The Dallas Journal, Volume 49, 2003 Page: 4
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Lindley/Heisel Bible Library Research Project
Miss Georgia Lindley were married in Eufaula on the 20th inst., by Rev. J. J. Robinson."'1 The couple lived in
Eufaula where Adam Heisel worked as a shoemaker.12 He may have been in business for himself, or he may have
been employed by George Singer,'3 son of J. G. Singer with whom Adam Heisel had lived in Lumpkin, Georgia.
Adam and Georgia Heisel had their first child, a daughter named Mary Lindley Heisel, on 4 January 1876 in
Eufaula. About one year later, the couple moved to Dallas, Texas where Adam Heisel purchased Lot 8 Block 114 in
the Smith addition from A. L. Newton.14 He sold this lot about two years later, on 9 April 1879, to R. H. Gray'5 and
purchased forty acres from R. H. Gray on the same day. This tract was part of the 640-acre William Myers Survey,
Peters Colony, and was located in what was then West Dallas (later Oak Cliff). He paid $2000 for the land located
"beginning at the north west corner of said 640 acre survey, thence east along the original north line 900 vacas to a
stake in said North line, thence south 285 vacas to a stake, thence west 900 vacas to a stake in original west line of
aforesaid 640 acre survey, thence along the west line of said 640 acre survey to the beginning said 40 acres being
the identical land conveyed by James J. Crow & wife and Henry W. Sharp & wife to the said R. H. Gray by deed
dated 18 Feb 1875." 16
Meanwhile Adam Heisel appeared for the first time in the Dallas city directory of 1878 as a "boot and
shoemaker" with his business and residence at 845 Main Street between South Sycamore and Poydras Streets."7
Two more children were born - Adam Joseph Heisel on 4 July 1877 in Dallas and William Teo Heisel on 12
February 1879 in Wills Point, Kaufman County, Texas. We have not determined why William Heisel was born in
Wills Point as we have no record of the Heisel family ever living there. Adam Heisel and his family were
enumerated on 1 June 1880 on the U.S. census in Justice Precinct 7 in the city of Dallas.18
The two decades from 1870 to 1890 must have been an exciting time to have lived in Dallas as the area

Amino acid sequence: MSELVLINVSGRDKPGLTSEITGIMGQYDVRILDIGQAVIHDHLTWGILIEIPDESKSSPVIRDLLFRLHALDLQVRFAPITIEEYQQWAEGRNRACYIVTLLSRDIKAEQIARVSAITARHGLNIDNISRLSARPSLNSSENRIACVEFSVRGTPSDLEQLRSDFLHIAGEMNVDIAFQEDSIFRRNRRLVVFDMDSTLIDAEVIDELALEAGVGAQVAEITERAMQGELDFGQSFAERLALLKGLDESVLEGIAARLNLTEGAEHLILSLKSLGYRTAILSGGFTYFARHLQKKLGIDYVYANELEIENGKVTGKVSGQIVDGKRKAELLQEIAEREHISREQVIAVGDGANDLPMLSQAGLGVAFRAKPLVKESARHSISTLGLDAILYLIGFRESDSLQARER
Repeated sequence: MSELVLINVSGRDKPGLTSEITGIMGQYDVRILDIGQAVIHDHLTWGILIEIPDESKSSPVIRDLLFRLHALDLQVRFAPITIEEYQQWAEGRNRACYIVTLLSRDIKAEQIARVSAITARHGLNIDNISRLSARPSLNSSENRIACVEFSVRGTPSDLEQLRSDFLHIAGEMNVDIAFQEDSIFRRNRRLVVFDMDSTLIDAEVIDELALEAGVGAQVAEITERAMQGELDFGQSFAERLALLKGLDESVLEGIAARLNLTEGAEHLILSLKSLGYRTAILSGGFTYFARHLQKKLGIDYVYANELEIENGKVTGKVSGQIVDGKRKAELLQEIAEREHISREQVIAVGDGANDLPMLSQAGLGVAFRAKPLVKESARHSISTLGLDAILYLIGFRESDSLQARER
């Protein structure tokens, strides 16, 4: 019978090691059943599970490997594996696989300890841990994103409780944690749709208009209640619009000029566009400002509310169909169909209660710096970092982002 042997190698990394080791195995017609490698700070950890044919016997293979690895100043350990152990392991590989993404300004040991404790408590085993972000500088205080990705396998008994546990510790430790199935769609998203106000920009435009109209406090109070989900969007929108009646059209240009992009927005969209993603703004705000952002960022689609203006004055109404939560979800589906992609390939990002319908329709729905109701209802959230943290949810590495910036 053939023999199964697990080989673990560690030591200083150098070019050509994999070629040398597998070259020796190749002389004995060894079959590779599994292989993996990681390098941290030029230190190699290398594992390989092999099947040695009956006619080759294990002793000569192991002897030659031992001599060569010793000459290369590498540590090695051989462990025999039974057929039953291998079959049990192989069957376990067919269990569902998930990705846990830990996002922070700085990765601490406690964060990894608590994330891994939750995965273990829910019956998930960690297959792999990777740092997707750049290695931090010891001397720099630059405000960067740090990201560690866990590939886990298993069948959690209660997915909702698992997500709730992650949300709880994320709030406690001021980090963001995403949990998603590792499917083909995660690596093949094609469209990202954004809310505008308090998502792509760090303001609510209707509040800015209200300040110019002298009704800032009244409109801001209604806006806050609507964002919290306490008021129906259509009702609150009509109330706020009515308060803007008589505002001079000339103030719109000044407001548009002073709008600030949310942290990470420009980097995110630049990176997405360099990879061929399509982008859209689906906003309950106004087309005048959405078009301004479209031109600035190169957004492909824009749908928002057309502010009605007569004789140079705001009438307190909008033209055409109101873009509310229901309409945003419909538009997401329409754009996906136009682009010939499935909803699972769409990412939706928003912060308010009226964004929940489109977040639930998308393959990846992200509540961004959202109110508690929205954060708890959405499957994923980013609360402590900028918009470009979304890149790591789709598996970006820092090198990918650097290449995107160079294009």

grew from a rough frontier boomtown into a bustling city on the plains. A gaslight company and commercial
telegraph service were established during the mid-1870s, and Dallas already had become a railroad distribution
center. The 1880 census showed Dallas with a total population of 10,358.19 In 1881 a directory of Dallas County
residence was published, and Adam Heisel was listed as a farmer living three miles west of the city.20 Telephone
service and electricity were in place by 1882271 with many of the city streets paved with wooden blocks cut from
bois d'arc trees. These wood-paved streets in downtown Dallas are clearly indicated on the Sanborn Fire Insurance
maps of the period.
On 25 September 1882 Adam and Georgia Heisel had a fourth child, a
daughter named Ruth Heisel. Sadly Ruth died 15 December 1886 and, when Adam
Heisel bought a family plot in Oakland Cemetery on 1 May 1906, the child's coffin
was disinterred from its original location (unknown) and reburied in Oakland
Cemetery.22 We know from the Bible records that the Heisel family was in Eufaula,
Alabama in July 1885 when Georgia Heisel made a handwritten copy of the obituary
of Mrs. Charity A. Clements. It is possible that Ruth Heisel died while the family was
in Alabama, but we have not located the place of death or burial place for Ruth
Heisel. An unlabeled photograph of a man with a young girl was found in the Bible,
and the photograph was taken in Eufaula. Judging from the dress and hairstyles, we
believe that this may be a photograph of Adam Heisel and his daughter Marie.
Adam Heisel was listed in various city directories for 1883,2 1891,24 1893,'5
1894,26 1896,27 189728 and 1898.29 His occupation remained "shoemaker," but his
business address moved from 3061/2 Main Street (1883) to 109 South Market Street
(1891) to 152 Commerce Street (1894) to 147 Commerce Street (beginning in 1896).-
His residence is shown as being on the south side of Dallas Avenue west of Maggie Street in Flanders Heights from
1891 to 1898. As this area is no longer known by that name today, we looked further into the history and location
of Flanders Heights. The WPA Guide to Dallas noted that "John Goetsels, Belgian, came to Reunion in 1856
and...founded a rival colony for Belgians which he called Louvain for the Belgian city of that name...The
settlement was sometimes referred to as Flanders Heights." 30 James E. Flanders, an early Dallas architect,
apparently named the area. He developed a forty-seven acre site in south Oak Cliff in I1884.31 The Flanders Heights
area was the basis of a rather lengthy article that appeared in the Dallas Morning News in March 1903 entitled "Hill
in West Dallas-Elevation West of City About Which There Is Much That Is Remarkable-Queer County
Formations." 32 In addition the DPL's Texas/Dallas History & Archives Division has a copy of the map of Flanders
The Dallas Genealogical Society
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Dallas Genealogical Society. The Dallas Journal, Volume 49, 2003, periodical, June 2003; Dallas, Texas. (texashistory.unt.edu/ark:/67531/metapth186862/m1/8/: accessed July 24, 2017), University of North Texas Libraries, The Portal to Texas History, texashistory.unt.edu; crediting Dallas Genealogical Society.